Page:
In the early days of computing, equipment was expensive and processing was a very precious commodity. Before the emergence of viruses and other modern security threats, it made perfect sense to run several different programs on the same piece of equipment.
Over time, programs became more complex, hardware became cheaper, systems became more difficult to administer, and large groups of networked systems became more easily accessible. This created vulnerabilities which could be exploited by curious enthusiasts or even malicious criminals. In order to protect the critical data produced, shared and stored on these systems, new security procedures and best practices had to be developed.
One such best-practice was the “one machine, one service” philosophy. In essence, this approach was based on the idea that if an application was exploited, then a hacker could use this hole to access other systems on that same machine.
Or in more practical terms, if a single application were to cause an OS crash, it would take every other application from that same system offline with it.
In order to prevent this, IT admins would invest heavily in purchasing a physical box for each application. This way, every system could exist and operate in an environment which was completely isolated from other systems. In the event of a problem, the damage would be confined to a very small footprint.
- The Exchange server runs Exchange and nothing else
- The SharePoint server runs SharePoint and nothing else
- The Oracle server runs the database and nothing else
- The Apache server runs web hosting and nothing else
Of course, there were certain exceptions to this rule. Although it was possible to maintain a backup server which would remotely back up other machines, there were many benefits and features that came from having backup software installed directly on the target server.
For this reason, backup was often considered the exception to the “one machine, one service” rule.
Today, data centres are increasingly moving towards virtualisation in order to exploit cost savings and efficiencies that come from consolidation. Virtualised systems still respect the “one machine, one service” rule, but these machines are virtual entities instead of physical boxes. Despite sharing common hardware, they remain isolated in every other aspect.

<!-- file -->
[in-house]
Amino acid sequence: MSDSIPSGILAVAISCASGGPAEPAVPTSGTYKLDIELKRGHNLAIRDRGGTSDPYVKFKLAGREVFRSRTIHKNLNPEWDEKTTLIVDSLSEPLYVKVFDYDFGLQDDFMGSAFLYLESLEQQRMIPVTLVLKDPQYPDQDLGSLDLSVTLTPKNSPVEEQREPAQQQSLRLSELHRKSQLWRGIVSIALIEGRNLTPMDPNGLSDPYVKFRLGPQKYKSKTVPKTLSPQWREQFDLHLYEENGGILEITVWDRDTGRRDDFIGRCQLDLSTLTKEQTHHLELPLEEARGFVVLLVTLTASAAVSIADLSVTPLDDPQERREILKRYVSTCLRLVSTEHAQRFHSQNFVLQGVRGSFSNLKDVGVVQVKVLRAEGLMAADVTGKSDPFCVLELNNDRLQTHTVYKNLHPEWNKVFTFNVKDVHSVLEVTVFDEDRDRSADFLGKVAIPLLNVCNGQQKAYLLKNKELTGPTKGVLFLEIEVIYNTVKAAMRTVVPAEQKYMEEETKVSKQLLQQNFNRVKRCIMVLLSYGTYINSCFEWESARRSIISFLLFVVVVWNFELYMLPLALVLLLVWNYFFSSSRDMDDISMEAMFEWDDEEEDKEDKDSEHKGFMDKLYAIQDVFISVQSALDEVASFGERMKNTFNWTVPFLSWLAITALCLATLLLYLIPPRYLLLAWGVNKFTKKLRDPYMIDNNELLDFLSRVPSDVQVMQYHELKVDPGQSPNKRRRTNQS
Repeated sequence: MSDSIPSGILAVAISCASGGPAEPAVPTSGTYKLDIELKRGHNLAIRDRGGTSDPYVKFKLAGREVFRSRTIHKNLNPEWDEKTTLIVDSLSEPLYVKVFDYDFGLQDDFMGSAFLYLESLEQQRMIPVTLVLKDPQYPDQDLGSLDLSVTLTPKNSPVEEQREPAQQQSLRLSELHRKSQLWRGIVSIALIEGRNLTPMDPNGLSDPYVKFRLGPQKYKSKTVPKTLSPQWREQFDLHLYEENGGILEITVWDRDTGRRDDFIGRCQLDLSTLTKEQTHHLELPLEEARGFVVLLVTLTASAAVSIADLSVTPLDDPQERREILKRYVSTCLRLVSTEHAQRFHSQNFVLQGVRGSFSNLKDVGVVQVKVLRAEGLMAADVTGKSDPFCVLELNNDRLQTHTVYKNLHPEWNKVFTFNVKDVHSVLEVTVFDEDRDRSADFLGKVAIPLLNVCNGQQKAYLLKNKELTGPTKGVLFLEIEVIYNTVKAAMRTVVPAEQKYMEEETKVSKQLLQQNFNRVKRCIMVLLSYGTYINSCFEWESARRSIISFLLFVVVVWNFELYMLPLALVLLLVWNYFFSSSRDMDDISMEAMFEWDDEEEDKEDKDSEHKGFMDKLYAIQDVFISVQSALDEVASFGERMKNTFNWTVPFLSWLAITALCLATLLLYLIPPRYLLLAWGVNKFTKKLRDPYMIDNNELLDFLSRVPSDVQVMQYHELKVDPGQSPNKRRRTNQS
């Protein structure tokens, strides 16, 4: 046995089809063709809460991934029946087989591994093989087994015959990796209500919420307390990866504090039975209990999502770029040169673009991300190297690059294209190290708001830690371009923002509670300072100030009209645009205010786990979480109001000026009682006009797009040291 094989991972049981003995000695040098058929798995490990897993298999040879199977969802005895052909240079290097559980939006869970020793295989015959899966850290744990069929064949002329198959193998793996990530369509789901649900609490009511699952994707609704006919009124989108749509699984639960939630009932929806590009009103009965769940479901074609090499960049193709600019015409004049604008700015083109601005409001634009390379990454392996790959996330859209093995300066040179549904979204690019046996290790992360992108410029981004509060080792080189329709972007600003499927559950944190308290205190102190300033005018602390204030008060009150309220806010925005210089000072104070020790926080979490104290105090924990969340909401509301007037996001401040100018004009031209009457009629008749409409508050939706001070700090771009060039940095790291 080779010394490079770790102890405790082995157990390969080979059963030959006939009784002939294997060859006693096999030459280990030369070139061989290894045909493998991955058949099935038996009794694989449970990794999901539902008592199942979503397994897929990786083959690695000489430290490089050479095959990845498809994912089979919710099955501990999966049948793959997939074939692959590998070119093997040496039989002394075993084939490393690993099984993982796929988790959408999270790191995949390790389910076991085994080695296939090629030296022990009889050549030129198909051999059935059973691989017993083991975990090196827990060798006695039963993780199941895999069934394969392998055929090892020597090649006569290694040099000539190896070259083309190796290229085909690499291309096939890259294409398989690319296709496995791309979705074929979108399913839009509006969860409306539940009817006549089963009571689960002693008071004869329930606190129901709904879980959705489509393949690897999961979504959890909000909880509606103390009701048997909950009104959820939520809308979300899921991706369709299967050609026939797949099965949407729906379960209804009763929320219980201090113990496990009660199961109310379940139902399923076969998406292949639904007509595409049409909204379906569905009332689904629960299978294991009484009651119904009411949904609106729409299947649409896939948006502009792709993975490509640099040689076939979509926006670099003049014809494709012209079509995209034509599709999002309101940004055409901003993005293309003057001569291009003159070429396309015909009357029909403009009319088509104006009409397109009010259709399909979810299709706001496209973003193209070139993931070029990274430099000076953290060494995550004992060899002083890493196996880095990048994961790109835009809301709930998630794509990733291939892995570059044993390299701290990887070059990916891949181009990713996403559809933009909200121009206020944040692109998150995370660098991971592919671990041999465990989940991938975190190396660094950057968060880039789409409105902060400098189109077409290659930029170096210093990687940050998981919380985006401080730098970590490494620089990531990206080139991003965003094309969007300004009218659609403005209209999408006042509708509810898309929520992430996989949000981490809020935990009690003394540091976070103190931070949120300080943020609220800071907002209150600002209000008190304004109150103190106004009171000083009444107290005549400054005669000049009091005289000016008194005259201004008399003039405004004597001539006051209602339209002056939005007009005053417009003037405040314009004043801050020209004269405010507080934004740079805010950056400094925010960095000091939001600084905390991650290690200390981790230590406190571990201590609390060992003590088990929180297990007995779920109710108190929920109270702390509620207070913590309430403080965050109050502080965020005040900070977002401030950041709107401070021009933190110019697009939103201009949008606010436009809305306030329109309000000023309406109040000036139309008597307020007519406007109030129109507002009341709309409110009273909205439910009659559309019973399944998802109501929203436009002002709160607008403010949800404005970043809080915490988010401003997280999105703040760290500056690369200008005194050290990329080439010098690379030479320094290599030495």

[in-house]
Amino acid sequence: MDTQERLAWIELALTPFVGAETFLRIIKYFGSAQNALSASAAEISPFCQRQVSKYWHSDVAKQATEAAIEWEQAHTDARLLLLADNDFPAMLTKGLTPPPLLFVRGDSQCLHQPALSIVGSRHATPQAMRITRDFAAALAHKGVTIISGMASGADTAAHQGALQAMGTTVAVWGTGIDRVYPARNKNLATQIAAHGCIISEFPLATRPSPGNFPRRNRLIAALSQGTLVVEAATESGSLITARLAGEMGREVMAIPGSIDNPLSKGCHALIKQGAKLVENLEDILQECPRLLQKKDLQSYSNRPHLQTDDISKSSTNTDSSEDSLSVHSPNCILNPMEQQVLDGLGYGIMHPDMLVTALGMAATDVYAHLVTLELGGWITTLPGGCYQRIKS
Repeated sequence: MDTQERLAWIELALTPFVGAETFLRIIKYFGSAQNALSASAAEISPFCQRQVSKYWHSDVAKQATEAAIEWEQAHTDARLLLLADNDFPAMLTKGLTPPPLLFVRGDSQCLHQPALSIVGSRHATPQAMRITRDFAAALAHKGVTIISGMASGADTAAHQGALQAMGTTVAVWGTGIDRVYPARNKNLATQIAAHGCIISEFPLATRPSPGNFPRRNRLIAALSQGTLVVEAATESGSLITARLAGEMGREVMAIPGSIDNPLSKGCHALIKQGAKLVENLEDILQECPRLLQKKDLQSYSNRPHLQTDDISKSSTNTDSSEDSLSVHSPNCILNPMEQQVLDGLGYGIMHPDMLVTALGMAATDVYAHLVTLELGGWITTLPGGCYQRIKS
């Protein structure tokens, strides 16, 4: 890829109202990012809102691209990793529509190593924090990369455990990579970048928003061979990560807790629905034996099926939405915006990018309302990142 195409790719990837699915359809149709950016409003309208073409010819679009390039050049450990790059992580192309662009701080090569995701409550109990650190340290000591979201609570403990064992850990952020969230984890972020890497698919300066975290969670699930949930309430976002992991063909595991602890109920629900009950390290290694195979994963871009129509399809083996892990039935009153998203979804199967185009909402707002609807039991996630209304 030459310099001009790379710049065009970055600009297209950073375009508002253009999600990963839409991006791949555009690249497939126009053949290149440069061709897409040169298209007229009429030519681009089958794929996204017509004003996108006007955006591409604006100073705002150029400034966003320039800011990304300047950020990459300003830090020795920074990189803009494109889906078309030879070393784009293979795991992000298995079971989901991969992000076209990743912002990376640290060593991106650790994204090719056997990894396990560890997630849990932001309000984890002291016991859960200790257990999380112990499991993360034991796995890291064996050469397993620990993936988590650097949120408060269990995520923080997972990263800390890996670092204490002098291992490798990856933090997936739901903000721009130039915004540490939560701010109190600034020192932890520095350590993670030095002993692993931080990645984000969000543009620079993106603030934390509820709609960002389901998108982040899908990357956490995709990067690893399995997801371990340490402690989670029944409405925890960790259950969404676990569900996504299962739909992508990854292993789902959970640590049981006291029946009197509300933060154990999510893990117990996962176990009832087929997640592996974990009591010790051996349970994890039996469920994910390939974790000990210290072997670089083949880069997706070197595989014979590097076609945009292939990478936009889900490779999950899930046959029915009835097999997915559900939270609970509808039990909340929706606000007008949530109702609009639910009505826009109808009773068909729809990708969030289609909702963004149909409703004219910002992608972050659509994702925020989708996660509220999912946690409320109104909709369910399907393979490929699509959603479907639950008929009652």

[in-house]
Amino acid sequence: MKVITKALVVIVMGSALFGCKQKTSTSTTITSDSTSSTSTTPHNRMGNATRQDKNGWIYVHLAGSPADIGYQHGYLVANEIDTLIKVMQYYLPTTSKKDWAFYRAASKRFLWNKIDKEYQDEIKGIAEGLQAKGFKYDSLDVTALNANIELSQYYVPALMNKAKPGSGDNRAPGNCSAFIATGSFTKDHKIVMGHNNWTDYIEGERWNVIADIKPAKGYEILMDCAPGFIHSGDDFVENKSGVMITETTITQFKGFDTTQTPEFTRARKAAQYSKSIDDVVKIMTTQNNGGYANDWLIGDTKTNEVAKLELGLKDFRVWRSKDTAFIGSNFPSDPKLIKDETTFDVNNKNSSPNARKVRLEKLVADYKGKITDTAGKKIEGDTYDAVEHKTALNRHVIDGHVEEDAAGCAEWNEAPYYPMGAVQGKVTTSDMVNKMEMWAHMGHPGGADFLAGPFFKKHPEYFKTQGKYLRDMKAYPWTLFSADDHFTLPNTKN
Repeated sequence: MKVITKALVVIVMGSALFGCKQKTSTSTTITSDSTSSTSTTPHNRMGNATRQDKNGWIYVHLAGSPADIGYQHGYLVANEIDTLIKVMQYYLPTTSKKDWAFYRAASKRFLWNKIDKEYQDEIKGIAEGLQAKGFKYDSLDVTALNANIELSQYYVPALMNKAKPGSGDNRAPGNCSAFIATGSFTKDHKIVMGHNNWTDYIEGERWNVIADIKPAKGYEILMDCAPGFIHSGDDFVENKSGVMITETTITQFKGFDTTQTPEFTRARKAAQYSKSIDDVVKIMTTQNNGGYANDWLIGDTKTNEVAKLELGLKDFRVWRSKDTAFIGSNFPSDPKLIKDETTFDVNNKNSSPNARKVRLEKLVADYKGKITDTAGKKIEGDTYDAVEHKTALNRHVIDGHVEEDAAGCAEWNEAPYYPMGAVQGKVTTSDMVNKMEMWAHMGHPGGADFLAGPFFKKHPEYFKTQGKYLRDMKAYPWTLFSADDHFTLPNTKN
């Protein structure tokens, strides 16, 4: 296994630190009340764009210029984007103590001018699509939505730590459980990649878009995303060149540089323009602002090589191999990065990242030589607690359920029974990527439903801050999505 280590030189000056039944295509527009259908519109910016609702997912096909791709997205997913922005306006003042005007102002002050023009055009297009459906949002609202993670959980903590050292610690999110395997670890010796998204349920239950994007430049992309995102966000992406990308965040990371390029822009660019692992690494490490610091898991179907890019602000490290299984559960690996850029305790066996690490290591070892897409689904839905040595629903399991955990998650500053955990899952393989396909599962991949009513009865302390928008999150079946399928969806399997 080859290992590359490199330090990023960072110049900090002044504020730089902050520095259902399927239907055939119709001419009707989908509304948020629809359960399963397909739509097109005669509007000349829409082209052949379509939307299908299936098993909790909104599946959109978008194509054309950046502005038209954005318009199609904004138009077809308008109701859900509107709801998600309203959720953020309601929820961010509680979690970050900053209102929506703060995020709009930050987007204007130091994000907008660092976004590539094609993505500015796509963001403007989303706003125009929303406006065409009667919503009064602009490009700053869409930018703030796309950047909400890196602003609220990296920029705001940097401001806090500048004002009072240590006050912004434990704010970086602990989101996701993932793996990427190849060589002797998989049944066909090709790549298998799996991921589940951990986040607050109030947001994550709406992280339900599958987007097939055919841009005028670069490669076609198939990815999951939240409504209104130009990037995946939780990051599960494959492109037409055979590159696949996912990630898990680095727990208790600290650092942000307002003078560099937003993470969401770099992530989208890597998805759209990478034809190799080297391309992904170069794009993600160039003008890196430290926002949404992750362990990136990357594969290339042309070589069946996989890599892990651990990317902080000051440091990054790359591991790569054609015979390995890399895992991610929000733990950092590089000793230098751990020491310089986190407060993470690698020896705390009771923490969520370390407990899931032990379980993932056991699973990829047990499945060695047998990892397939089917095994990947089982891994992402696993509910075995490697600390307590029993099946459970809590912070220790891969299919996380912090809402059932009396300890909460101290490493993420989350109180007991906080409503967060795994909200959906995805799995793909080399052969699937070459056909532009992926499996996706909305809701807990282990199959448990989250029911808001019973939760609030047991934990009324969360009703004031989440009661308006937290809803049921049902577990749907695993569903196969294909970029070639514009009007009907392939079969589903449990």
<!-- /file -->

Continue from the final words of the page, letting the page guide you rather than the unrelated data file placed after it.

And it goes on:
One of the benefits of virtualisation is that new machines can be quickly provisioned and deployed without much thought about the consequence.
In the past, an IT administrator might’ve required several months and buy-in from other departments before purchasing and installing a new server. Today, new servers can be cheaply and quickly launched without incurring significant costs or risks. And if this project is a failure, it’s a simple matter to delete the server.
One undesired consequence of this has been virtual server sprawl. Because the rate at which new servers are implemented has accelerated, the backup, high-availability and disaster recovery for these systems has become much more complicated. It’s no longer desirable to take on the burden of installing, configuring and managing a new backup application every time a new virtual server is added.
For simplified management, we’re not seeing a return to the “one machine, one service” approach being applied to the backup process. Because we’re now seeing the emergence of modern VM backup offerings which incorporate many features which had previously only been available from installed backup applications, administrators are increasingly moving towards “hypervisor-level” backups of their virtualised systems.
Simplicity is particularly important when it comes to security-related processes such as backup, because complexity in these situations signifies an increase in potential risk. In highly virtualised environments, constant change can lead to human error or other backup problems down the road. In this context, backing up from the hypervisor level not only makes life easier, but it also delivers peace-of-mind.